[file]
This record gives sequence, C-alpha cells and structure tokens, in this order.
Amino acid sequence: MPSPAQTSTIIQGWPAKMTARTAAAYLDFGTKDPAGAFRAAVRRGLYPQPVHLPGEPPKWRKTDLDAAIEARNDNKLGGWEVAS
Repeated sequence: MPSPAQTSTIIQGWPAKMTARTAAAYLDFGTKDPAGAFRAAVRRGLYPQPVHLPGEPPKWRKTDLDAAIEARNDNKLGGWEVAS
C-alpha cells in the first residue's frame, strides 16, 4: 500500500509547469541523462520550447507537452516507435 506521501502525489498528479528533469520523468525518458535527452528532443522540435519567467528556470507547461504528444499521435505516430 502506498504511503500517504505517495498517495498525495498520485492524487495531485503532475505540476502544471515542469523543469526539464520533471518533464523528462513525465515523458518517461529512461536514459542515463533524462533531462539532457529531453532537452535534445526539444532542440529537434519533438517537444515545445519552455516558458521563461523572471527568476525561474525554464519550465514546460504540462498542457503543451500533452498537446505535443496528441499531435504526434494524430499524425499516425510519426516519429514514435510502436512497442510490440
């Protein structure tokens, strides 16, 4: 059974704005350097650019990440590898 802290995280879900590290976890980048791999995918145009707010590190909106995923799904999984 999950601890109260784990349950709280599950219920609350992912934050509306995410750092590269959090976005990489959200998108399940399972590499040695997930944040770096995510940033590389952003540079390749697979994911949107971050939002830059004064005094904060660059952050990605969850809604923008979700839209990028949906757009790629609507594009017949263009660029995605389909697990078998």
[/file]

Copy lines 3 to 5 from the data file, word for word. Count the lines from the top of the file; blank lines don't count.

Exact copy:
Repeated sequence: MPSPAQTSTIIQGWPAKMTARTAAAYLDFGTKDPAGAFRAAVRRGLYPQPVHLPGEPPKWRKTDLDAAIEARNDNKLGGWEVAS
C-alpha cells in the first residue's frame, strides 16, 4: 500500500509547469541523462520550447507537452516507435 506521501502525489498528479528533469520523468525518458535527452528532443522540435519567467528556470507547461504528444499521435505516430 502506498504511503500517504505517495498517495498525495498520485492524487495531485503532475505540476502544471515542469523543469526539464520533471518533464523528462513525465515523458518517461529512461536514459542515463533524462533531462539532457529531453532537452535534445526539444532542440529537434519533438517537444515545445519552455516558458521563461523572471527568476525561474525554464519550465514546460504540462498542457503543451500533452498537446505535443496528441499531435504526434494524430499524425499516425510519426516519429514514435510502436512497442510490440
């Protein structure tokens, strides 16, 4: 059974704005350097650019990440590898 802290995280879900590290976890980048791999995918145009707010590190909106995923799904999984 999950601890109260784990349950709280599950219920609350992912934050509306995410750092590269959090976005990489959200998108399940399972590499040695997930944040770096995510940033590389952003540079390749697979994911949107971050939002830059004064005094904060660059952050990605969850809604923008979700839209990028949906757009790629609507594009017949263009660029995605389909697990078998």